The Thing About Money, Part 4: Retirement, or, I don’t want to be old and poor

(This is the fourth post in a six-post series titled The Thing About Money. Click to read The Thing About Money, Part I.)

As mentioned in Part 3 of this series, one of the things that scares me about my current debt load/financial situation in general is not having enough money to retire on. 

This worry isn’t without warrant. According to this 2018 survey, 42% of Americans have “less than $10,000 saved” for retirement. 42%. So, pretty much half of us (assuming this excludes children–Why haven’t you opened an IRA yet, little Timmy?). This is especially true of millennials; 57% of us have less than $10,000 saved (GUESS WHO HAS TWO THUMBS AND IS IN THE CLUB? THIS GIRL!!!!). 14% don’t have any retirement savings at all.

Nothing. Zero. Nada. 

This is a problem.

As per the National Council on Aging, “over 25 million Americans aged 60+ are economically insecure—living at or below 250% of the federal poverty level.” A full third of senior households don’t have any money left over by the end of the month, and some have to go into debt just to meet their basic living expenses. And even if they get social security, on average, women get $4500 less a year because they paid less into the system (and this number is even worse for women of color). Many elderly people are working well into their seventies, but eventually, there comes a time when their bodies just can’t do it anymore. 

There’s a big joke about having to eat cat food into one’s retirement, but it seems like there are people who are actually out there doing it. Frankly, I don’t want to be one of those people. 

You bet your ass I will push Mittens right out of line to get to that Fancy Feast. Photo from pexels.com.

This is a multigenerational issue. In a previously-mentioned episode of Bad with Money with Gaby Dunn, Gaby talks to her parents about their retirement plans. Her mom laughs and says “You’re my retirement plan.” She includes something along the lines of how they’ve invested so much in Gaby and pretty much that they expect her to help support her parents in their retirement. This is an incredible amount of stress to place on one’s child. And some parents live longer than we expect, which means we could be taking care of them after our own retirement*.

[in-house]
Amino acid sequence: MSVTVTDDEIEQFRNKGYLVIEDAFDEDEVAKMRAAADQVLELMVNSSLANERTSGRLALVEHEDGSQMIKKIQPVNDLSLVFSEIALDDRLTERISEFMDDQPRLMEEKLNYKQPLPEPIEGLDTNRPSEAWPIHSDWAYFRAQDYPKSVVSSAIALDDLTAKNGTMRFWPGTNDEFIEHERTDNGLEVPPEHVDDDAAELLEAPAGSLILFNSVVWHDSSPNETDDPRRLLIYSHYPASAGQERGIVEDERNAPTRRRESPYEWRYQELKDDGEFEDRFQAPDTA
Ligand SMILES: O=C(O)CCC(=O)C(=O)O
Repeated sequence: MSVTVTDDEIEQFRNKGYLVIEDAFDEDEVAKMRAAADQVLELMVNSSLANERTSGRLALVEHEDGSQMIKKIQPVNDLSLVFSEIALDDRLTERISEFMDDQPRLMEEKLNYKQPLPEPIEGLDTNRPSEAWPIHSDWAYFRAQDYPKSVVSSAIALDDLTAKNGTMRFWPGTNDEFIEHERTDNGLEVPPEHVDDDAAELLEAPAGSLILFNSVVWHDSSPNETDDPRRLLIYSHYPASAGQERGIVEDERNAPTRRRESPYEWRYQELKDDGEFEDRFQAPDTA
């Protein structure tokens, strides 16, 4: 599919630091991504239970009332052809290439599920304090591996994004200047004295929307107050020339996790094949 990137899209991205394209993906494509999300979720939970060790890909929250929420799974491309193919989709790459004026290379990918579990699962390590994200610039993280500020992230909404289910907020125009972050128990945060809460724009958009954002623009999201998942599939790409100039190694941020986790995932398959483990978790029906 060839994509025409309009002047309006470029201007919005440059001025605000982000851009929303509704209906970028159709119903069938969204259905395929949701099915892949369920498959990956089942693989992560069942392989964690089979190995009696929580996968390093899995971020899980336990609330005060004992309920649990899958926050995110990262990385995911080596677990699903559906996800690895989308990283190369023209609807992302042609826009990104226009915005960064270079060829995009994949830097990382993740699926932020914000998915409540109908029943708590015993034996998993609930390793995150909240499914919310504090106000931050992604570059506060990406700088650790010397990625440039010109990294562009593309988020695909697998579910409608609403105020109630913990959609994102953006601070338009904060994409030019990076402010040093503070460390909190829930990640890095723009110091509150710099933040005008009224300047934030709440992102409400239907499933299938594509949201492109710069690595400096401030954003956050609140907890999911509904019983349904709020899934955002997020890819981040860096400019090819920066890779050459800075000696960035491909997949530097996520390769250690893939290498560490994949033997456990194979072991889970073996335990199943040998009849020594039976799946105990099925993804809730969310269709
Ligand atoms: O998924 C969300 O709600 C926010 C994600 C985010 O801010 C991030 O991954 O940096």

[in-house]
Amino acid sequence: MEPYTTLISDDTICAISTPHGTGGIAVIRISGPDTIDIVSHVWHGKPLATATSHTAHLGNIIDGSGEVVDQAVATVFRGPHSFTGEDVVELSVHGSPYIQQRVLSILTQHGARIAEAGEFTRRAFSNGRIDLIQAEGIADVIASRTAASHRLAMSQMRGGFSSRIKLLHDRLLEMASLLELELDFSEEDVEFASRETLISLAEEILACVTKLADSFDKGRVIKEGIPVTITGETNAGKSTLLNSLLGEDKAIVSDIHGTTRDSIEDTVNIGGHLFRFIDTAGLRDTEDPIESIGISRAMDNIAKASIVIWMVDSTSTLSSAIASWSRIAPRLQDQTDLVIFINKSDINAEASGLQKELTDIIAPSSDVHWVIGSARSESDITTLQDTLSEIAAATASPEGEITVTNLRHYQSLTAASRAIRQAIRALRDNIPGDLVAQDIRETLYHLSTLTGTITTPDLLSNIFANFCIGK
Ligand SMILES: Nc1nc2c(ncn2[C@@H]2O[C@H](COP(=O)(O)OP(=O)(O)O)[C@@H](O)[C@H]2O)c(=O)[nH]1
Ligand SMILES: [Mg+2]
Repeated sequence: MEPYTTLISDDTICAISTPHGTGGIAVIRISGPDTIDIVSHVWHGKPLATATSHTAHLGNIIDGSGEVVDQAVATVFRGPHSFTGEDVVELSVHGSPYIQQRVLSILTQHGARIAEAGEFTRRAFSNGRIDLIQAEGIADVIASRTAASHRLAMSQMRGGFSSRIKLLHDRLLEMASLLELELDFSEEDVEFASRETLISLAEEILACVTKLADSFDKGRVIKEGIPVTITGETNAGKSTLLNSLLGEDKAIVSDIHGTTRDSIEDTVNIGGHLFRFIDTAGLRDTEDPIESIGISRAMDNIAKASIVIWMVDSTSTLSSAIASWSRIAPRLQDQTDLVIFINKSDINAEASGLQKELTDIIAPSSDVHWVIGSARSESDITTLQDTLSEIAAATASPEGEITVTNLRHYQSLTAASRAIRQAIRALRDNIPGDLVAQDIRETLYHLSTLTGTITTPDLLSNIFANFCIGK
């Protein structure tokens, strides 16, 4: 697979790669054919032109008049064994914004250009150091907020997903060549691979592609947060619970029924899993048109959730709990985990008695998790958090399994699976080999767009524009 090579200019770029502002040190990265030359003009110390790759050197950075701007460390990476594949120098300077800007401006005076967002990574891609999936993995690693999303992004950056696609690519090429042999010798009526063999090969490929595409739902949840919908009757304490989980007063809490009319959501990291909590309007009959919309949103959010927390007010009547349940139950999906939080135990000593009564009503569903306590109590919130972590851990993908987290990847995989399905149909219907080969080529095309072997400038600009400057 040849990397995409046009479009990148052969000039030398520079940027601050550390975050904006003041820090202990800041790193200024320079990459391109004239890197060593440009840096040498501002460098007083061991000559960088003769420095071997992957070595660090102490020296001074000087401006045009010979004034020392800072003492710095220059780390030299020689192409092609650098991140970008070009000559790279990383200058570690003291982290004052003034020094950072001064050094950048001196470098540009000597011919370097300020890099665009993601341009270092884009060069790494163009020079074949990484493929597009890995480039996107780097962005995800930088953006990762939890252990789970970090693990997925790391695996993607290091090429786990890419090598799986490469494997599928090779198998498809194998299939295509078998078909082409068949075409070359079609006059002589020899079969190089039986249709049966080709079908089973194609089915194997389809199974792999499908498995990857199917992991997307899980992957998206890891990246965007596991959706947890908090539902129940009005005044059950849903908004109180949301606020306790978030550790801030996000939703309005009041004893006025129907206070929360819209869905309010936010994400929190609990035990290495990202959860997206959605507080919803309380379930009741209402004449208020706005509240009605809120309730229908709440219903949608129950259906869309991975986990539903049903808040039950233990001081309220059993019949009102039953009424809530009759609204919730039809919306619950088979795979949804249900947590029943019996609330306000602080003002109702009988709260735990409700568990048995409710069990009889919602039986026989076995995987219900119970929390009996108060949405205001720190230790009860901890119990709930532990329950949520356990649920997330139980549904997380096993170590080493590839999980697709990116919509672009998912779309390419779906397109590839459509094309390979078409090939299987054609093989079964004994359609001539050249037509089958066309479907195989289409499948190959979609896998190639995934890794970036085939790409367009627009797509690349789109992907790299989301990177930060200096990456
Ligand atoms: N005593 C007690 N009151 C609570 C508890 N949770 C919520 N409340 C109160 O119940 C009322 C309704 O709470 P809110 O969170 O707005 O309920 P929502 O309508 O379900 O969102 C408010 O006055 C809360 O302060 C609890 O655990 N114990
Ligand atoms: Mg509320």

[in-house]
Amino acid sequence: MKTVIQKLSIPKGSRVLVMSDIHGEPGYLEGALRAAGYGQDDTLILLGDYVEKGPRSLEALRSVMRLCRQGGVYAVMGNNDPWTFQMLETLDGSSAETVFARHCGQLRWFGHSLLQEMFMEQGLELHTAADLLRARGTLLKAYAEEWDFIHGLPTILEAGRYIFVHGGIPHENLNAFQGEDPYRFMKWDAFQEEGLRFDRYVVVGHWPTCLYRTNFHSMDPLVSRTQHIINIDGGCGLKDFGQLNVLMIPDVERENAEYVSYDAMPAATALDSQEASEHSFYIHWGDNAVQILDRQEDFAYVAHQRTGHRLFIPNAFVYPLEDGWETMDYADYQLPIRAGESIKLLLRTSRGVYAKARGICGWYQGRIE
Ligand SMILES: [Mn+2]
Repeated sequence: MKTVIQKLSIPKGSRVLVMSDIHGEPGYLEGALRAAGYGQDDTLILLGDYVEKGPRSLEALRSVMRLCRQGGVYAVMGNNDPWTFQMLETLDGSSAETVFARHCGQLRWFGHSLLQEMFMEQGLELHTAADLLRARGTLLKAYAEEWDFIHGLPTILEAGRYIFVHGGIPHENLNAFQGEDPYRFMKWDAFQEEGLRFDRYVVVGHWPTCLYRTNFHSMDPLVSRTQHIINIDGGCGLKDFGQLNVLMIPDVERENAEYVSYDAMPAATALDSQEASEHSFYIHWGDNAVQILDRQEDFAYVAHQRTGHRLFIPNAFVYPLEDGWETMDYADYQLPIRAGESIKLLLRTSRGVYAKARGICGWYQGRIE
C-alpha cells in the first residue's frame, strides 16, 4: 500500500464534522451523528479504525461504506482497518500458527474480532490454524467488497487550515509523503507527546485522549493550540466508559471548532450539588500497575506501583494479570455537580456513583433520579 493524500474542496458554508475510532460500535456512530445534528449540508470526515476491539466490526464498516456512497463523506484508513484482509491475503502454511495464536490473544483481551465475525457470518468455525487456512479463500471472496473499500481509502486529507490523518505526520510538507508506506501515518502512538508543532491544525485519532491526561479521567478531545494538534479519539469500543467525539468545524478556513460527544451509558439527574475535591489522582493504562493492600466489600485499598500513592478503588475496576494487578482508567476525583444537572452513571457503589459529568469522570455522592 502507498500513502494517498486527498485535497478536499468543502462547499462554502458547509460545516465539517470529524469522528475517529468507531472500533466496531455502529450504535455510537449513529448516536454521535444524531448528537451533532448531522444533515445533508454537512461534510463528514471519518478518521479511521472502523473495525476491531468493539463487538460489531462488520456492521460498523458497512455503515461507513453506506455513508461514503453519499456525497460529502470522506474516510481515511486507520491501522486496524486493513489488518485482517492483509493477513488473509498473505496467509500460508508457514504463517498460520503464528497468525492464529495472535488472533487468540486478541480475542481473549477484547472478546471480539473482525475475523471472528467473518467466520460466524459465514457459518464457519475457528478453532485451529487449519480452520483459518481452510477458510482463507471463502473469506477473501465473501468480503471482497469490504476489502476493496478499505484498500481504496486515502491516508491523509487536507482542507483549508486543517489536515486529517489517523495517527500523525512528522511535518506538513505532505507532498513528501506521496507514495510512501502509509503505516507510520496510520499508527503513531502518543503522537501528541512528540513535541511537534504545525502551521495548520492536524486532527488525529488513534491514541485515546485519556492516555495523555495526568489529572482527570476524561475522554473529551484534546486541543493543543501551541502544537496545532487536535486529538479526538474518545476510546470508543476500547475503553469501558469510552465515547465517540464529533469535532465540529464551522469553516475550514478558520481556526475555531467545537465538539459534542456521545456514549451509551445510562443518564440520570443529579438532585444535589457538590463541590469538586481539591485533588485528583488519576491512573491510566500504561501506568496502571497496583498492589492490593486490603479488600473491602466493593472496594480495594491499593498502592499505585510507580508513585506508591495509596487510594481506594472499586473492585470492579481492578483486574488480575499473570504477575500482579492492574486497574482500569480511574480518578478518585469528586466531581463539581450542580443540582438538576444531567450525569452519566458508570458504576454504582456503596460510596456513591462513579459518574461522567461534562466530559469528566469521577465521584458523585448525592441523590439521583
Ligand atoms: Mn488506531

Luckily, I don’t have to worry about my mom. She’s about to retire from the military, so she has a guaranteed paycheck and affordable medical care for the rest of her life. The knowledge that she’ll be taken care of takes a great weight off of me; she’s too proud to ever ask for help, but I would have given it to her, had she needed it. But she doesn’t. And I’m super grateful, because now I have the freedom to only worry about myself.

Unfortunately, the reverse of this situation is the reality for people as well. Many parents of adult children are having to delay or are not adequately saving for retirement because their children still need support, either with general expenses or, often, student loans. It’s completely understandable why someone would want to help their children, especially if they’re struggling; however, this seems like a good time to remind everyone of what they tell you on planes–put your own oxygen mask on before helping others. 

I don’t want this to be my future, for myself or my mother. 

Like my mother, I am also too proud to ask for help if I need it, unless I’m in an incredibly desperate situation. There was one–exactly one–situation when I had to call my step-dad for emergency support, and it still ranks as one of the most shameful moments of my life. After I graduated college, I was trying to support myself on the only job I could get at the time–minimum wage at a local bagel shop. Parking was notoriously hard in my neighborhood, so I often played roulette with spaces in random apartment buildings. One morning I walked to my car to find it booted. The cost to remove the boot? $200.